Another way, very enjoyable and very instruc­tive, to teach in the home is with Bible games. Most children enjoy the “Who am I?” games—“I’m think­ing of a man in the Old Testament.” Several com­mercial games are also available, and all serve to increase and sharpen knowledge of biblical history, geography, time settings, sequence, and charac­ters. I once had a child ask me if it was right to say who we would like to see first when we get to heaven. And could I guess, who he would like to see first? If done in reverence, a game of this sort can open up the Scriptures. More importantly, it serves to make children identify the admirable characteristics of the saints of ages past. Such a game can spark a discussion that draws the whole family closer to heaven.

Finally, parents can teach the Bible by having their children sing the Psalms in the Psalter and learn their riches by memorizing and carrying them in their hearts. This can be done at dinnertime devotions, on Sunday afternoons or evenings, or on long trips. Here again, no two families will teach their children alike, but all homes must be one in their goals.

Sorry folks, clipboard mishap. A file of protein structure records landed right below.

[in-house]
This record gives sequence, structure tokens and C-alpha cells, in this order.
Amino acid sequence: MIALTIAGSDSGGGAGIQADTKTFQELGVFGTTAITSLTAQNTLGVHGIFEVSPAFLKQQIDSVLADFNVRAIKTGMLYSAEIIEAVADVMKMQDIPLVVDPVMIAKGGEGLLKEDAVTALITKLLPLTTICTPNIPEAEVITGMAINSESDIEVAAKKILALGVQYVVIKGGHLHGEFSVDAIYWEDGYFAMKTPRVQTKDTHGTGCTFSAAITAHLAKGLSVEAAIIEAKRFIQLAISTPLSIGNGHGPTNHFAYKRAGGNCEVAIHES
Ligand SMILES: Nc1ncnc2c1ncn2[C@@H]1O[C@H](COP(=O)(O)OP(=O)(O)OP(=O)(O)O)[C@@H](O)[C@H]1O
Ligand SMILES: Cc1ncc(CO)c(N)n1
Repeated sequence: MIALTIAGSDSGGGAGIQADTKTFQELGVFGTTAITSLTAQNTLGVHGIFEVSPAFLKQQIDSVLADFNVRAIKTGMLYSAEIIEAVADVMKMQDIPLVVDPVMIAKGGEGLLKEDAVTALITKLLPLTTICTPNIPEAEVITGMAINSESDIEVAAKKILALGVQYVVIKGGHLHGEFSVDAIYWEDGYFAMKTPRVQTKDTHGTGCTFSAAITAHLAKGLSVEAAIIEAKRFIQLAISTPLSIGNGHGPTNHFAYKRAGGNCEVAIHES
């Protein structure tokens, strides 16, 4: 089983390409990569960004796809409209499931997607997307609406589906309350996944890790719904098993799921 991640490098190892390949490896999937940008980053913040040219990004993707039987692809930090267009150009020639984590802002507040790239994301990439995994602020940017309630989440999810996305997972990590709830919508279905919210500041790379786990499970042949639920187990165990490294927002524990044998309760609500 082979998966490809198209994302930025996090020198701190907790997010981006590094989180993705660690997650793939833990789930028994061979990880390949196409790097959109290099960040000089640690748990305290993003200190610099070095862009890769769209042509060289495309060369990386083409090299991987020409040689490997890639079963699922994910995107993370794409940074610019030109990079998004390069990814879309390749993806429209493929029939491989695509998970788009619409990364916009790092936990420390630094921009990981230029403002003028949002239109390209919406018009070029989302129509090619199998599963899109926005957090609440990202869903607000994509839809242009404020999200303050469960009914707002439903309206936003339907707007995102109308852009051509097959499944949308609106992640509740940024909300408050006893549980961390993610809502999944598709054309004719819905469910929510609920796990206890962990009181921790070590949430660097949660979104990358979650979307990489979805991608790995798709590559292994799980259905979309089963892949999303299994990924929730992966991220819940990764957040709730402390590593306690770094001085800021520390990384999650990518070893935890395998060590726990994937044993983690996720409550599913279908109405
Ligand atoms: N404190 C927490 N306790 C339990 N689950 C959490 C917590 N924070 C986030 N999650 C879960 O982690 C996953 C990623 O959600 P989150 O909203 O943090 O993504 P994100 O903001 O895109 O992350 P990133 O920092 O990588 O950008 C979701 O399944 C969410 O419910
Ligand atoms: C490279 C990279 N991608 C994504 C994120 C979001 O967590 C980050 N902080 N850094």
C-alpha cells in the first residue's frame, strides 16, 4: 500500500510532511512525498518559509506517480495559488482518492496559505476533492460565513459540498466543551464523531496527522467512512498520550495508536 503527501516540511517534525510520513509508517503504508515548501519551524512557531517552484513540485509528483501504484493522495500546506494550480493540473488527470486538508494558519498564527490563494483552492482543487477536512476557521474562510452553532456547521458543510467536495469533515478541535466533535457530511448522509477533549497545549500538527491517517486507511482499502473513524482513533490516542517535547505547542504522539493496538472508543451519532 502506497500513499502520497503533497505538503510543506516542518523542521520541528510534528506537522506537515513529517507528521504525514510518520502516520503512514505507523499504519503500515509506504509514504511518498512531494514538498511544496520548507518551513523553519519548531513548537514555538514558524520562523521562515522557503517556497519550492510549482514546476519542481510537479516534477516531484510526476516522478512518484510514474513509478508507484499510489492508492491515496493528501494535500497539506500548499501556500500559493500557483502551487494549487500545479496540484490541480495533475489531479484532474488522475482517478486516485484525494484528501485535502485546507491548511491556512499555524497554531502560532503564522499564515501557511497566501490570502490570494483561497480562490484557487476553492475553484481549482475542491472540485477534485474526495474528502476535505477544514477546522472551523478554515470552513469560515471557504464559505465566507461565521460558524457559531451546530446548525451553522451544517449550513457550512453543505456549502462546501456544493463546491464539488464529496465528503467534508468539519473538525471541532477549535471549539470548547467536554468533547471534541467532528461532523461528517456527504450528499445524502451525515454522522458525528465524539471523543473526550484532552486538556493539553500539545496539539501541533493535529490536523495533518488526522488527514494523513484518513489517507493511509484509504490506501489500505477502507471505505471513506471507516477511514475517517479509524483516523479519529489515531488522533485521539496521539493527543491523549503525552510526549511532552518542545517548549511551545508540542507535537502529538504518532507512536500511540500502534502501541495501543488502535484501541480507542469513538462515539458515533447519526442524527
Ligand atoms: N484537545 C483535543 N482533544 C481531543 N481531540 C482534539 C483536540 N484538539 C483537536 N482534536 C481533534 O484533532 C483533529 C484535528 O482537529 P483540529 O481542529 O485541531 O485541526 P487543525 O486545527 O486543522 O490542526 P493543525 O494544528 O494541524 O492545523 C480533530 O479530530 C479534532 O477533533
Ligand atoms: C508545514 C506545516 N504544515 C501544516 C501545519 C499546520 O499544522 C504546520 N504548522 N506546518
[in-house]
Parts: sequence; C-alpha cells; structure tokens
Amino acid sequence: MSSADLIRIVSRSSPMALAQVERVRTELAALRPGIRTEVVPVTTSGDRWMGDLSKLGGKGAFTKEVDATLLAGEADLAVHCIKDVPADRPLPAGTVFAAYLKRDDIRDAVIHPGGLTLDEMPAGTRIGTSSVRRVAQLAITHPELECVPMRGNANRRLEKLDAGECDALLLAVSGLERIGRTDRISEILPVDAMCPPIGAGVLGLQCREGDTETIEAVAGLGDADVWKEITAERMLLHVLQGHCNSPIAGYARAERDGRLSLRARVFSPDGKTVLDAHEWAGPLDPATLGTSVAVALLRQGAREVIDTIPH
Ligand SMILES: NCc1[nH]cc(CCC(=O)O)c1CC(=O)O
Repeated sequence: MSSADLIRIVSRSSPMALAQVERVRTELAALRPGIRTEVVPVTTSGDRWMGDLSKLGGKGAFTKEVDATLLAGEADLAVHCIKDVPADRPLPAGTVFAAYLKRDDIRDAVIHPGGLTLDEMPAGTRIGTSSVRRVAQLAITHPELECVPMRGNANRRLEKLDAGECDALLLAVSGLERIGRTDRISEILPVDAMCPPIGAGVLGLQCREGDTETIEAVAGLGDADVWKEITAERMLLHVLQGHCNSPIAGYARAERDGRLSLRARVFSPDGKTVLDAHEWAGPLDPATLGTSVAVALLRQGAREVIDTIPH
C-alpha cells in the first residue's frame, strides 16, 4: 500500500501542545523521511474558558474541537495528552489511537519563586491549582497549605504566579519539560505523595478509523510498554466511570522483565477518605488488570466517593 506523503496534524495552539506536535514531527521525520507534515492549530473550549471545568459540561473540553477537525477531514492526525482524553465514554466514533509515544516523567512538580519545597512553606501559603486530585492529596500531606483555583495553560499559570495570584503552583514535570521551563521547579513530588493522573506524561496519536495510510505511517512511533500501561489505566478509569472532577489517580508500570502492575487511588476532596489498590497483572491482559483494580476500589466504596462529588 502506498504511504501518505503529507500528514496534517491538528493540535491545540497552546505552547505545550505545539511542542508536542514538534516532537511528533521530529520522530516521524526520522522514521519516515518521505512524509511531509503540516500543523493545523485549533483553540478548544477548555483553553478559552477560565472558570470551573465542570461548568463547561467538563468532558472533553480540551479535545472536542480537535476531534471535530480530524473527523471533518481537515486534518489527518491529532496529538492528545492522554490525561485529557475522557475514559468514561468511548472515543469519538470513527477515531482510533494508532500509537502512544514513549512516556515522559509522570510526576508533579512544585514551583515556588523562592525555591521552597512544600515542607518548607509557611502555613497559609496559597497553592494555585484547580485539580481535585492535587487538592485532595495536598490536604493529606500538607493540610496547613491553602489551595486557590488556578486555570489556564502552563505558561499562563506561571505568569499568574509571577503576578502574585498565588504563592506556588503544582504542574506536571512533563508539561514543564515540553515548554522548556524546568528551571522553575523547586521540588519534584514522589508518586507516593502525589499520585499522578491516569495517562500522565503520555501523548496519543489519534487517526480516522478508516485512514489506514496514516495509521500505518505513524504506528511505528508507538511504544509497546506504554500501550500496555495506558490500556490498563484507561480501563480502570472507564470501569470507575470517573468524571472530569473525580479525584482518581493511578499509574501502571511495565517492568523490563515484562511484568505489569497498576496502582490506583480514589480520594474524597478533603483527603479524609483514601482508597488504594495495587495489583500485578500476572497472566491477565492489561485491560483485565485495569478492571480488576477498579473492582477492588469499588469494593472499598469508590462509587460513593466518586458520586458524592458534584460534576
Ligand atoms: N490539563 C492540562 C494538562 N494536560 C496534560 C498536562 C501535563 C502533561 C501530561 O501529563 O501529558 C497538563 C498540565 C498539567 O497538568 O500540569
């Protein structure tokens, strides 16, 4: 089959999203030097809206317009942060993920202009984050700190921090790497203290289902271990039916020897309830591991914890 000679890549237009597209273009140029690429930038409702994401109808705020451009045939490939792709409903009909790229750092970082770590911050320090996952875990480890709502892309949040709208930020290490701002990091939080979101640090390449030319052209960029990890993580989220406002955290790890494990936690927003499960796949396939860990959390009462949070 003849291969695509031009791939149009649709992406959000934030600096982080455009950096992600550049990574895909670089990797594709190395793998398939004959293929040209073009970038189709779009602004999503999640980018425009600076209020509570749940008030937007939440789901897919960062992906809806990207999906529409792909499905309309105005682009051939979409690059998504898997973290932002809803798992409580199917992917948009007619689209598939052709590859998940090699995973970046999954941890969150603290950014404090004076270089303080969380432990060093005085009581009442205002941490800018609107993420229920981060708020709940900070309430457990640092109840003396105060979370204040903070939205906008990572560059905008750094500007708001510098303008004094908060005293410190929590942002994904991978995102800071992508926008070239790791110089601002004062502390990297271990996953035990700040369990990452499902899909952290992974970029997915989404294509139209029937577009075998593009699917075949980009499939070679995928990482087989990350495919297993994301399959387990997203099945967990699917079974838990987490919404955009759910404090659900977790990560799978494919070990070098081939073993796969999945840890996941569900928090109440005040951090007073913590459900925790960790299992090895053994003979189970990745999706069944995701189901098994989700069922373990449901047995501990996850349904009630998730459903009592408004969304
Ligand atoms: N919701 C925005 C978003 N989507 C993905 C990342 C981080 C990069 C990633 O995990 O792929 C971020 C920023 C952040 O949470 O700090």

To conclude, let me tell you about the custom of a family in another country. After the evening meal and reading of a Scripture passage, the fam­ily goes to the living room. There the father asks some review questions to reinforce the Scripture reading. Then they stand in a circle, holding hands, and sing a psalm or two and close with a prayer. Though it may take a little extra time, their devo­tions tie together all the aspects of teaching the Bible to our children and praising our God.

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Mrs. Hoeksema (the widow of the late Prof. H. Hoeksema) has brought up 4 children and has spent many years teaching in our schools and leading Bible studies.